Motor Neurone Disease Association welcomes publication of updated NICE guideline

Categories: Care.

The news has been welcomed by the Motor Neurone Disease Association, whose chief executive, Sally Light, called the guideline “a hugely significant document”.

Around 1,100 people in the UK develop motor neurone disease (MND) every year and there are approximately 5,000 adults currently living with the disease.

Currently, care for people with MND varies, with some left isolated despite instances of excellent care.

Most people with MND die within two to three years of developing symptoms, with 25% alive at five years and 5-10% alive at 10 years. There is no cure for the disease, meaning that care which enables the person to live as full a life as possible is vital.

The guideline features a number of recommendations which aim to improve the assessment and management of the disease, from the point of diagnosis all the way through to end of life care.

Chief among the recommendations is that information about diagnosis, prognosis and management of the disease should be given by a consultant neurologist with up-to-date knowledge and experience of treating people with MND.

NICE also calls for a “clinic-based specialist MND multidisciplinary approach”, with clinics based in either the community or a hospital and staffed with experienced health and social care professionals who are able to see people in their own homes.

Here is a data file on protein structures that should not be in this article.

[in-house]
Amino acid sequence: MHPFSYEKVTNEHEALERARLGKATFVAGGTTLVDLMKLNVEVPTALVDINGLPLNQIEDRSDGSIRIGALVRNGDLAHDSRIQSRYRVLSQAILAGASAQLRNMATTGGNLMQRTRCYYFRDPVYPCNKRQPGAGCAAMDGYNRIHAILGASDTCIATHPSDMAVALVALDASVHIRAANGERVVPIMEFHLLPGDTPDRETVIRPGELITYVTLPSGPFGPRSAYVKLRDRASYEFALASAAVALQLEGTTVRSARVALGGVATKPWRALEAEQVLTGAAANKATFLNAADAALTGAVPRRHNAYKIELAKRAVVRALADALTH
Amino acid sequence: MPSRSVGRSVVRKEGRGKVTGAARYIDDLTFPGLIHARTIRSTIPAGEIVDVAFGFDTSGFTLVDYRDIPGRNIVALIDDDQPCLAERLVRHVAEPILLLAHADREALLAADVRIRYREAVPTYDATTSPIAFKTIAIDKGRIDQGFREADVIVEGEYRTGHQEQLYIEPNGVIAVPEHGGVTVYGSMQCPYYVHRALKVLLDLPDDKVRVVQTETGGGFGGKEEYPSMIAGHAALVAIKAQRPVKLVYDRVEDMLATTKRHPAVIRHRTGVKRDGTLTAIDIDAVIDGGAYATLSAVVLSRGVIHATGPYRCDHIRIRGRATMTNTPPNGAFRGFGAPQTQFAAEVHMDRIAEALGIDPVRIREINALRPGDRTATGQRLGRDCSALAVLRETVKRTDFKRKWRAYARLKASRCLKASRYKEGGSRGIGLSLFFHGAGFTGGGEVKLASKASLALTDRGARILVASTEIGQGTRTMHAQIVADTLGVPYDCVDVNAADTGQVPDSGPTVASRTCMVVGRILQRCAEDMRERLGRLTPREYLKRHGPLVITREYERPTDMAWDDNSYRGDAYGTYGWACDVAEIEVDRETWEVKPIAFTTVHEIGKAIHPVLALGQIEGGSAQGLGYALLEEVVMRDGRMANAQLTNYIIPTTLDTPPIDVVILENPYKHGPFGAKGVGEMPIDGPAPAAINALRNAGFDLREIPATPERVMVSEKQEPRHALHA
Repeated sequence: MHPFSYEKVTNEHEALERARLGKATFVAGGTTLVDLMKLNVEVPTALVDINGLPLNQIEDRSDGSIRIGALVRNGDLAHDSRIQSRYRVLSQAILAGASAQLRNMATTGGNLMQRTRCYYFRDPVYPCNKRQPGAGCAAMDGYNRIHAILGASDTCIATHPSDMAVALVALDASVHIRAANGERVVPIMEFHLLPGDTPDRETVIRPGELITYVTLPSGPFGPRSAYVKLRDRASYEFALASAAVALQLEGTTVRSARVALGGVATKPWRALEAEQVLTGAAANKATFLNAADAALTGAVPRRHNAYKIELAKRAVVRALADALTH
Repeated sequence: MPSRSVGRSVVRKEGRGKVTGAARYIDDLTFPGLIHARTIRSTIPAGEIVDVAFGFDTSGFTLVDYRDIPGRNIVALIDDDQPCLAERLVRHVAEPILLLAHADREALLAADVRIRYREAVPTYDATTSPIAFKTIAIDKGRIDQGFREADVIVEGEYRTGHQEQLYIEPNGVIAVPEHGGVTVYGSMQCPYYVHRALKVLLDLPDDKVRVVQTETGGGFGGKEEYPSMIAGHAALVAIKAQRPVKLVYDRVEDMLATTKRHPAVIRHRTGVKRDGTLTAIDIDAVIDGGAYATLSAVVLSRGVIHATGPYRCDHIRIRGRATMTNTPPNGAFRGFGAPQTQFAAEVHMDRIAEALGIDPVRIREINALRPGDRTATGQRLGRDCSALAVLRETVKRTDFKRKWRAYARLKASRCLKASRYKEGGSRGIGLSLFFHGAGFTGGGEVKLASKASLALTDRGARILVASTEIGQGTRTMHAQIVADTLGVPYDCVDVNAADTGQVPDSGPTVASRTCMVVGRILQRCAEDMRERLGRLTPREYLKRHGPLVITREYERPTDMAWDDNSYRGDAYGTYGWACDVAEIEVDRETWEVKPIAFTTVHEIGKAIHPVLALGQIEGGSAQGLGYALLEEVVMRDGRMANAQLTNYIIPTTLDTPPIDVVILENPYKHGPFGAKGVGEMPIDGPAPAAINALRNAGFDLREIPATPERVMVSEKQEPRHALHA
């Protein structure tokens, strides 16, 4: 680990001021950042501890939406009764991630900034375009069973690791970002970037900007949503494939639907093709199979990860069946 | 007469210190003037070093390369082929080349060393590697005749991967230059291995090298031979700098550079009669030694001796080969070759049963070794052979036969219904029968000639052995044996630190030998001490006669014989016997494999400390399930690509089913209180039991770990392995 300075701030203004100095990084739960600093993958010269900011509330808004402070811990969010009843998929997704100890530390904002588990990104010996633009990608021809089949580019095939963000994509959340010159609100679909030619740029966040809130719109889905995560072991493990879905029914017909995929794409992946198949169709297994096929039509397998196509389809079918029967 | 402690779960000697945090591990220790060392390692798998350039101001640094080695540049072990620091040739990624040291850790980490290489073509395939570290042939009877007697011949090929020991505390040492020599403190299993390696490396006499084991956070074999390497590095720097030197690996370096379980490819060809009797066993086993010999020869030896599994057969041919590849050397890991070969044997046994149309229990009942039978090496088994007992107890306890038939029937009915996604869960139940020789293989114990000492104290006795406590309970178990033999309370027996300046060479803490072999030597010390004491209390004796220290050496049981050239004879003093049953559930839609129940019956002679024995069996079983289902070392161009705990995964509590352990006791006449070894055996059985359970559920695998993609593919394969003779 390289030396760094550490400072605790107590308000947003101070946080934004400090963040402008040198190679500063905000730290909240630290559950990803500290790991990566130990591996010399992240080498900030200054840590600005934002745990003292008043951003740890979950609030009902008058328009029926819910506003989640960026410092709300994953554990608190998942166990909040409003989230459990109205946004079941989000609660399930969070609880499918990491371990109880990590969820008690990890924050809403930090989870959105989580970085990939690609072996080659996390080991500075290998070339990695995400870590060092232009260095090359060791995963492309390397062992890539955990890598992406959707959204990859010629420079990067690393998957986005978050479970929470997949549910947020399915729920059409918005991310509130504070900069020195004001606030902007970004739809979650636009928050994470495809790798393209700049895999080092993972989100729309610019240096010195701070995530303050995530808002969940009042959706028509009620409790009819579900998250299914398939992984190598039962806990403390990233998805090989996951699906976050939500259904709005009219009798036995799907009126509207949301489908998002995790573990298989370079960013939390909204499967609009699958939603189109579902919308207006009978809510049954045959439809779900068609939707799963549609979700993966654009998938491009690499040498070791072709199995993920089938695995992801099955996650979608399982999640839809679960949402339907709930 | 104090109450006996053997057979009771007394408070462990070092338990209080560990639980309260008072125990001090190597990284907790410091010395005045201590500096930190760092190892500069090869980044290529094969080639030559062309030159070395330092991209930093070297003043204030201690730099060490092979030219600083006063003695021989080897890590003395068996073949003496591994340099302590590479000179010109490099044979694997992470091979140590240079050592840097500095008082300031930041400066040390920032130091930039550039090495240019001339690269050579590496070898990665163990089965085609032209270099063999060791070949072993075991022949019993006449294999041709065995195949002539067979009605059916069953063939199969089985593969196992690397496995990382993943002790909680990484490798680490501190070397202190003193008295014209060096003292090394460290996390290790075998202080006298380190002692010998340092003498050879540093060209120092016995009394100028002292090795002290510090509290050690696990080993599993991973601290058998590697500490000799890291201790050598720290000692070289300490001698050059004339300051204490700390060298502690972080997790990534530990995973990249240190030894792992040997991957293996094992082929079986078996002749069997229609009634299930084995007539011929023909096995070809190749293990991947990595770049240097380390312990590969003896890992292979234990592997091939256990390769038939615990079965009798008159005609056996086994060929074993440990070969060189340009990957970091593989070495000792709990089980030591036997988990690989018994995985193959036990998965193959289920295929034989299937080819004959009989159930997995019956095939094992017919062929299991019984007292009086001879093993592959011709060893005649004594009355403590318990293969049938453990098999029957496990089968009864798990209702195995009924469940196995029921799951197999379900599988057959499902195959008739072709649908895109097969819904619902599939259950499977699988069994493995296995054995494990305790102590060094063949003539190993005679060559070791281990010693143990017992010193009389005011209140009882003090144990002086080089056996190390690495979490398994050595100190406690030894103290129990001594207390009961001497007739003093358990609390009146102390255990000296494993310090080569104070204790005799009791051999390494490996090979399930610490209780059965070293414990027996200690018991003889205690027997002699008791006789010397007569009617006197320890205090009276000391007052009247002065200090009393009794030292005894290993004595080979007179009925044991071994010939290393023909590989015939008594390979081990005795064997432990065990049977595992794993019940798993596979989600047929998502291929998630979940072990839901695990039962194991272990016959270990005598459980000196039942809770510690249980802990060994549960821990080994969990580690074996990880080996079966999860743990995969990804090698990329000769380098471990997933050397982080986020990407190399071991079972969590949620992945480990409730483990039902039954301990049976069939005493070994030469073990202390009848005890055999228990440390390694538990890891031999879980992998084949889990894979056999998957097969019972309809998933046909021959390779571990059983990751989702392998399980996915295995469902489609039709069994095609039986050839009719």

Around end of life care, the guideline advises that healthcare professionals be prepared to discuss end of life issues whenever people wish to do so and provide support and advice on advance care planning. It also recommends that these conversations take place early on, especially if it is expected that a person’s communication ability, cognitive status or mental capacity will deteriorate.

Responding to the publication of the guideline, Light paid tribute to her charity’s supporters. “This long-awaited guideline has come about after more than four years of campaigning by the Association and our supporters,” she said.

She continued: “[The guideline] sets out in detail what good care looks like and how it should be delivered. It will shape future care and have a huge influence over the quality of life for people living with MND and their families and carers.”

Dr David Oliver, consultant in palliative care and chair of the group which developed the guideline, added: “The guideline will enable all people with MND across the country, whether in hospital, at home, in a care home or hospice, to receive care that is coordinated, consistent, comprehensive and responsive to their needs, that will improve their quality of life and support them, and their families. The challenge is now to see the recommendations put into practice in services across the country.”

The full guideline is available on the NICE website.

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